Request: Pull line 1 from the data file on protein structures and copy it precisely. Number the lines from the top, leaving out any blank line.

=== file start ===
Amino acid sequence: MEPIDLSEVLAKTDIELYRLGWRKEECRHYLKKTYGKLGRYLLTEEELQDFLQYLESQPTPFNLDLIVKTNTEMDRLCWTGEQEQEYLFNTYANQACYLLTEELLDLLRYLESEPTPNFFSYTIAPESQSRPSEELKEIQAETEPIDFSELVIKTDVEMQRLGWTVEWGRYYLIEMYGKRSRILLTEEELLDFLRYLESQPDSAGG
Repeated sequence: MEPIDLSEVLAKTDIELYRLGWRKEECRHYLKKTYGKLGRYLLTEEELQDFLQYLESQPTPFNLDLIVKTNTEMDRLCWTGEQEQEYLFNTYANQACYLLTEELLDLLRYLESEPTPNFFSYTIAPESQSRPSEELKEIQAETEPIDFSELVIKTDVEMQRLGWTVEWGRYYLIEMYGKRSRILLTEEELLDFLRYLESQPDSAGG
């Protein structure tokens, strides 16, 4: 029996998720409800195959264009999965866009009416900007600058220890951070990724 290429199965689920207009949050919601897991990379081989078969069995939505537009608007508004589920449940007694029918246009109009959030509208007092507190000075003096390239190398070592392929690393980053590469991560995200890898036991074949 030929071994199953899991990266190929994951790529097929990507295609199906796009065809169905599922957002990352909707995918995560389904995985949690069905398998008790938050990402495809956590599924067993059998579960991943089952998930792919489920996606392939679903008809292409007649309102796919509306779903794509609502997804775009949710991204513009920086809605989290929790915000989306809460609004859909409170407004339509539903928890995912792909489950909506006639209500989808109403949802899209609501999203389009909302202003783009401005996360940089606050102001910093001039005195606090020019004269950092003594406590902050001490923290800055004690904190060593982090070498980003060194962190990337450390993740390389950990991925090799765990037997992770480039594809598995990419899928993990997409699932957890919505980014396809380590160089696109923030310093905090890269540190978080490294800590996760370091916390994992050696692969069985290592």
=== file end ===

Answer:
Amino acid sequence: MEPIDLSEVLAKTDIELYRLGWRKEECRHYLKKTYGKLGRYLLTEEELQDFLQYLESQPTPFNLDLIVKTNTEMDRLCWTGEQEQEYLFNTYANQACYLLTEELLDLLRYLESEPTPNFFSYTIAPESQSRPSEELKEIQAETEPIDFSELVIKTDVEMQRLGWTVEWGRYYLIEMYGKRSRILLTEEELLDFLRYLESQPDSAGG